Free World - September 15, 2021

Victoria Dominguez didn’t know how extreme her students’ needs were before the p…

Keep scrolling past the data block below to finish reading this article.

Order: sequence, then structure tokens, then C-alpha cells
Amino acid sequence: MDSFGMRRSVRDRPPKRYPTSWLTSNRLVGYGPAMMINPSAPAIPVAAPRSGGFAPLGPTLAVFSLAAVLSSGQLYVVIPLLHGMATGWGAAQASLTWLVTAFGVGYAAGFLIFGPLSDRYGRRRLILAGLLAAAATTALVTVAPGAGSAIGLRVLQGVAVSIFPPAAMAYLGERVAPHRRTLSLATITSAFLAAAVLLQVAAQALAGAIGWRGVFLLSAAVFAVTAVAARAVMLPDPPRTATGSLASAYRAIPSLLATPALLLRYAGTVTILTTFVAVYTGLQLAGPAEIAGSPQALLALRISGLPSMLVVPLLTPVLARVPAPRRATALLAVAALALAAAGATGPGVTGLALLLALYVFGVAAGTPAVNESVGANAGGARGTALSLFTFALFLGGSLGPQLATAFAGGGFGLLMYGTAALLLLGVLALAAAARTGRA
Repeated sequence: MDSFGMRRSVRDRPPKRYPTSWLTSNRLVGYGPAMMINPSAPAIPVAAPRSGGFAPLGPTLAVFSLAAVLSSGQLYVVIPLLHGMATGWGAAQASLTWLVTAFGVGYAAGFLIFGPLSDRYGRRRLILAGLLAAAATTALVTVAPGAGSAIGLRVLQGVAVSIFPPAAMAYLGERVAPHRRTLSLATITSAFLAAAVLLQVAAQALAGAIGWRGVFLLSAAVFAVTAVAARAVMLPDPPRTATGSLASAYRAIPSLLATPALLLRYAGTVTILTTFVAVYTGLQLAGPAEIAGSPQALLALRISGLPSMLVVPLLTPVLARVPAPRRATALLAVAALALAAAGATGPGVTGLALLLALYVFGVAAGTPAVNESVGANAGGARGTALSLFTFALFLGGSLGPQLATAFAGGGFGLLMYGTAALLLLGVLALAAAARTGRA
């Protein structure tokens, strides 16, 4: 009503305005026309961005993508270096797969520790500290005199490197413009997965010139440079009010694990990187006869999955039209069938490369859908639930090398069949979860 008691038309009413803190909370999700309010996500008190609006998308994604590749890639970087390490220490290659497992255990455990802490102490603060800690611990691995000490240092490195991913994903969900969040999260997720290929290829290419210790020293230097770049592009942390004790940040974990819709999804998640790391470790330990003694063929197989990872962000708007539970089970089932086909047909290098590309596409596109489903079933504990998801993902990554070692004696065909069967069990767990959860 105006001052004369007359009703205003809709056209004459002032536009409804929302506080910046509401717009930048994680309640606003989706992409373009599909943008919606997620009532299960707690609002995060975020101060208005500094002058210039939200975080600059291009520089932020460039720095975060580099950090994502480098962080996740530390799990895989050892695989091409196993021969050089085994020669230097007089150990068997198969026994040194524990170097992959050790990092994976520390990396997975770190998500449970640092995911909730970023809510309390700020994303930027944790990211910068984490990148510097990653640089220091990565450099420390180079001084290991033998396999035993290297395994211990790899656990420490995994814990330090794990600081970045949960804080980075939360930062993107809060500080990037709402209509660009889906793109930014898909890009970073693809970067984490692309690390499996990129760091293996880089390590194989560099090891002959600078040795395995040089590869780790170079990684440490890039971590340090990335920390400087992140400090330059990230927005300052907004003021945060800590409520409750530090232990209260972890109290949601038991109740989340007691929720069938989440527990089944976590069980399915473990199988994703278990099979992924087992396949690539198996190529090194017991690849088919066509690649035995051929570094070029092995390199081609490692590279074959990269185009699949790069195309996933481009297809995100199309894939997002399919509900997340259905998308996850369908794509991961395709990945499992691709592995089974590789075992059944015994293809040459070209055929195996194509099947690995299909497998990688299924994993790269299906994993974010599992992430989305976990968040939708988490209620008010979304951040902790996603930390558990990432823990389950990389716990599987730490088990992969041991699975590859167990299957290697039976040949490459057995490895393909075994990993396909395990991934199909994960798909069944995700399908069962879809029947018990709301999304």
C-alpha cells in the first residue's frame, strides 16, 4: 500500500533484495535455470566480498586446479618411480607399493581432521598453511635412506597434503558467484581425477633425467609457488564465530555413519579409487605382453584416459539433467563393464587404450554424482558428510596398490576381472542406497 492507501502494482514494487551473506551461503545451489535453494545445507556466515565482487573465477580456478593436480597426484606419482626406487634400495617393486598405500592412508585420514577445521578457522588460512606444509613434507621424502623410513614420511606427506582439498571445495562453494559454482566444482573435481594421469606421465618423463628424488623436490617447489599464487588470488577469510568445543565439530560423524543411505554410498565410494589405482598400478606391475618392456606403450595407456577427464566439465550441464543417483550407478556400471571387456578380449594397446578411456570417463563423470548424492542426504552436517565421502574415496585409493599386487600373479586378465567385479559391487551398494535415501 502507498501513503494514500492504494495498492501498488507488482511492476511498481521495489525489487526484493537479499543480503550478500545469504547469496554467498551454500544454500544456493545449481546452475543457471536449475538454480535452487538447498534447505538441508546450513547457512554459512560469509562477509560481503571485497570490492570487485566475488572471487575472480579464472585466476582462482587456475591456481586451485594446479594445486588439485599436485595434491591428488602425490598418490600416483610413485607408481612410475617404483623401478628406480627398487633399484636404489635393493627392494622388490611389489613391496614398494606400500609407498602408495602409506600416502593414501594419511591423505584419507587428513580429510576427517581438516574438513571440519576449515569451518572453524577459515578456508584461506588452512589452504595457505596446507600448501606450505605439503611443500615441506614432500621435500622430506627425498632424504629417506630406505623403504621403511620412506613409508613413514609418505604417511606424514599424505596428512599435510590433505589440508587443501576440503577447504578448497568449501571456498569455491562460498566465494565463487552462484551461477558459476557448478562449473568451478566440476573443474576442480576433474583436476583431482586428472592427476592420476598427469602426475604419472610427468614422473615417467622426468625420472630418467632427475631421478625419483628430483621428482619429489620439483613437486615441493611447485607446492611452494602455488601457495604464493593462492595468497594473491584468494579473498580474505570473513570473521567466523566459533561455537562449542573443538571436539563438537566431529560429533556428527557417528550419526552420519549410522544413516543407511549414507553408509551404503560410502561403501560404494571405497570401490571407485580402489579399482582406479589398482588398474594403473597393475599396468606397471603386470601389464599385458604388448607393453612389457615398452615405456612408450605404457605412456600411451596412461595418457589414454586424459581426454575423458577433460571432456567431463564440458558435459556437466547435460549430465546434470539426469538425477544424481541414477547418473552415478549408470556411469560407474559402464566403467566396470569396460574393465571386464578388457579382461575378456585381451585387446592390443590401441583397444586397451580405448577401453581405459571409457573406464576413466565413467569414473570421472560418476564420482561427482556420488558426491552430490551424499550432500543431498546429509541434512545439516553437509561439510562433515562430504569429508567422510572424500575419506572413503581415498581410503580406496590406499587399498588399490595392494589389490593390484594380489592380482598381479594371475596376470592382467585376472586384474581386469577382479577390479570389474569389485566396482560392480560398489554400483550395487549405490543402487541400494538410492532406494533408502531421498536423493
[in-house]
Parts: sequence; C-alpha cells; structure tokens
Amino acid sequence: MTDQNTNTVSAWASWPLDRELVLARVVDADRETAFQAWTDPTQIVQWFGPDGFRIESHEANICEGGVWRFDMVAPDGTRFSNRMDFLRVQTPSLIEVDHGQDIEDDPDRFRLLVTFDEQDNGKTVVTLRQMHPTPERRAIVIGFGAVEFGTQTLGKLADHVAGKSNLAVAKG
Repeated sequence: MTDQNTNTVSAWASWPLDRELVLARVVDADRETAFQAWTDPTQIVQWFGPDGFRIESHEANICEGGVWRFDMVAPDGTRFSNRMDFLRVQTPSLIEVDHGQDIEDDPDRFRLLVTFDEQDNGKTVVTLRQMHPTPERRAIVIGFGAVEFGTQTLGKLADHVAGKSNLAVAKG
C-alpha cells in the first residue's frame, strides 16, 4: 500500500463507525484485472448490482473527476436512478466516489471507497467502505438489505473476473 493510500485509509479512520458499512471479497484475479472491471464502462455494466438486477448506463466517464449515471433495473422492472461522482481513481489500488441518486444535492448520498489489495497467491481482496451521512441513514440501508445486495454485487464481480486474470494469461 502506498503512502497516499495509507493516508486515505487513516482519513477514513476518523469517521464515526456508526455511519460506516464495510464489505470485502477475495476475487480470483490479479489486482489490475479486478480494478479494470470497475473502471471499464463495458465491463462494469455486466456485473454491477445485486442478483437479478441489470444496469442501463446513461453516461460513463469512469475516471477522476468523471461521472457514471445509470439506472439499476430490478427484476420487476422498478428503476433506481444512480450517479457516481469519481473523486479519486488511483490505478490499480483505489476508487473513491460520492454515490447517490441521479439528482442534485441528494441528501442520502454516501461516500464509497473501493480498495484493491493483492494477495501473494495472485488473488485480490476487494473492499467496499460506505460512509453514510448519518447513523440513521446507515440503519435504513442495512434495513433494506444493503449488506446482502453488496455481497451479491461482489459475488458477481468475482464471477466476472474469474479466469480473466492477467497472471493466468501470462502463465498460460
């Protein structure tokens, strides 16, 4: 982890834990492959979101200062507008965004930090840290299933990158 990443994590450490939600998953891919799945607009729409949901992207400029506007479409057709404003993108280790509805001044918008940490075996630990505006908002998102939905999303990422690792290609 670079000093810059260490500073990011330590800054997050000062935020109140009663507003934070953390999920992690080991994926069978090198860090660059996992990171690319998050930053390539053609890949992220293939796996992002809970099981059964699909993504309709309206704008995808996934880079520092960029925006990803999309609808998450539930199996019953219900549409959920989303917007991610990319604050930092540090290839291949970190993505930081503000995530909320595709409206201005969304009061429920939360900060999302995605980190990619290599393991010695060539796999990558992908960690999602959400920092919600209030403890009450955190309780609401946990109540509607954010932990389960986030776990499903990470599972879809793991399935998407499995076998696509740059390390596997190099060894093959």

Victoria Dominguez didn’t know how extreme her students’ needs were before the pandemic. But when schools closed and she began visiting students’ homes to check on them, she realized how many families were enduring a health crisis without electricity, water or enough food, writes Katie Reilly. “We found out that school, for the majority of our kiddos, is a safe place, whether they’re experiencing hunger or homelessness or witnessing domestic abuse,” says Dominguez, a social worker and community schools director for the Cuba independent school district, a rural, high-poverty district that mostly serves students from the Navajo reservation. “I realized that there is such a huge need for basic resources.” Dominguez, 31, started Cuba Cares in spring 2020 to meet those needs, expanding a clothing drive into a much broader effort to bring food, clothing and other supplies to families. She connected students with social-emotional resources and helped families find shelter. “We’re really just trying to help out students and families with their basic needs, so that way when it’s time for school, they can focus on school,” she says. As more students return to classrooms this fall, she’s bringing in therapy dogs and coordinating lunch groups to help them feel comfortable. And she wants Cuba Cares to be a resource long after the pandemic ends. “School is so much more than a place to learn.” Read more about the educators who saved a pandemic school year at the link in bio. Photograph by Damon Casarez (@damon_c) for TIME


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